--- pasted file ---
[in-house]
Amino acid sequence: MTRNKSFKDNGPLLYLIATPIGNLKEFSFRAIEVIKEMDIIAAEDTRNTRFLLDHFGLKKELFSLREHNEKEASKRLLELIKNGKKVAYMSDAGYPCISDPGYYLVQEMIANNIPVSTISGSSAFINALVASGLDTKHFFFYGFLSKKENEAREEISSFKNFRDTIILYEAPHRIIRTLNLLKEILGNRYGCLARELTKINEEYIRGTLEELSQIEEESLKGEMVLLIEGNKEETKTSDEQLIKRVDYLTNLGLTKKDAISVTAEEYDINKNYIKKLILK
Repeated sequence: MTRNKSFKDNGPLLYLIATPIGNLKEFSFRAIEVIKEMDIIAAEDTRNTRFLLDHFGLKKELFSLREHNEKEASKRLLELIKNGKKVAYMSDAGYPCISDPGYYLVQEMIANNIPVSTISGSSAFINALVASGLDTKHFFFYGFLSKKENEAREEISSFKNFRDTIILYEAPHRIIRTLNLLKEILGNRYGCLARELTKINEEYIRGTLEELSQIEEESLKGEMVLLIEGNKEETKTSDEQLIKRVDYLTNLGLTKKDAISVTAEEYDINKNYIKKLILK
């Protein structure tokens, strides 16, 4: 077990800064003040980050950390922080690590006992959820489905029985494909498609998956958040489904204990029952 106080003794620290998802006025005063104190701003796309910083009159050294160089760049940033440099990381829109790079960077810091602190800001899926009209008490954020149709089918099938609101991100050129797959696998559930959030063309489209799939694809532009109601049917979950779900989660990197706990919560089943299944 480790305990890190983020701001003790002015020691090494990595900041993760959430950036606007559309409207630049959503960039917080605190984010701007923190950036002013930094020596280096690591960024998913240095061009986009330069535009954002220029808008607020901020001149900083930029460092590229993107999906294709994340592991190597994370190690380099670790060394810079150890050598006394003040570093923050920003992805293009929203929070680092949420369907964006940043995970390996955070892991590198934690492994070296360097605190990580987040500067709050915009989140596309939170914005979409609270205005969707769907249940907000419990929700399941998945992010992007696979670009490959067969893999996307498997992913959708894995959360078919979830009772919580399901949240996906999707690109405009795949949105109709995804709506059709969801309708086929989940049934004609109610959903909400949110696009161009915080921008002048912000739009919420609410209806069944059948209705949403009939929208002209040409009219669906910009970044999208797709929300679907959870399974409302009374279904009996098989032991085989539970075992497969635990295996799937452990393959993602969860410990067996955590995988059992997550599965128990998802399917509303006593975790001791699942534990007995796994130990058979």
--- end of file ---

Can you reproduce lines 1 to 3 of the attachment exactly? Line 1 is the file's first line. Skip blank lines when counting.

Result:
[in-house]
Amino acid sequence: MTRNKSFKDNGPLLYLIATPIGNLKEFSFRAIEVIKEMDIIAAEDTRNTRFLLDHFGLKKELFSLREHNEKEASKRLLELIKNGKKVAYMSDAGYPCISDPGYYLVQEMIANNIPVSTISGSSAFINALVASGLDTKHFFFYGFLSKKENEAREEISSFKNFRDTIILYEAPHRIIRTLNLLKEILGNRYGCLARELTKINEEYIRGTLEELSQIEEESLKGEMVLLIEGNKEETKTSDEQLIKRVDYLTNLGLTKKDAISVTAEEYDINKNYIKKLILK
Repeated sequence: MTRNKSFKDNGPLLYLIATPIGNLKEFSFRAIEVIKEMDIIAAEDTRNTRFLLDHFGLKKELFSLREHNEKEASKRLLELIKNGKKVAYMSDAGYPCISDPGYYLVQEMIANNIPVSTISGSSAFINALVASGLDTKHFFFYGFLSKKENEAREEISSFKNFRDTIILYEAPHRIIRTLNLLKEILGNRYGCLARELTKINEEYIRGTLEELSQIEEESLKGEMVLLIEGNKEETKTSDEQLIKRVDYLTNLGLTKKDAISVTAEEYDINKNYIKKLILK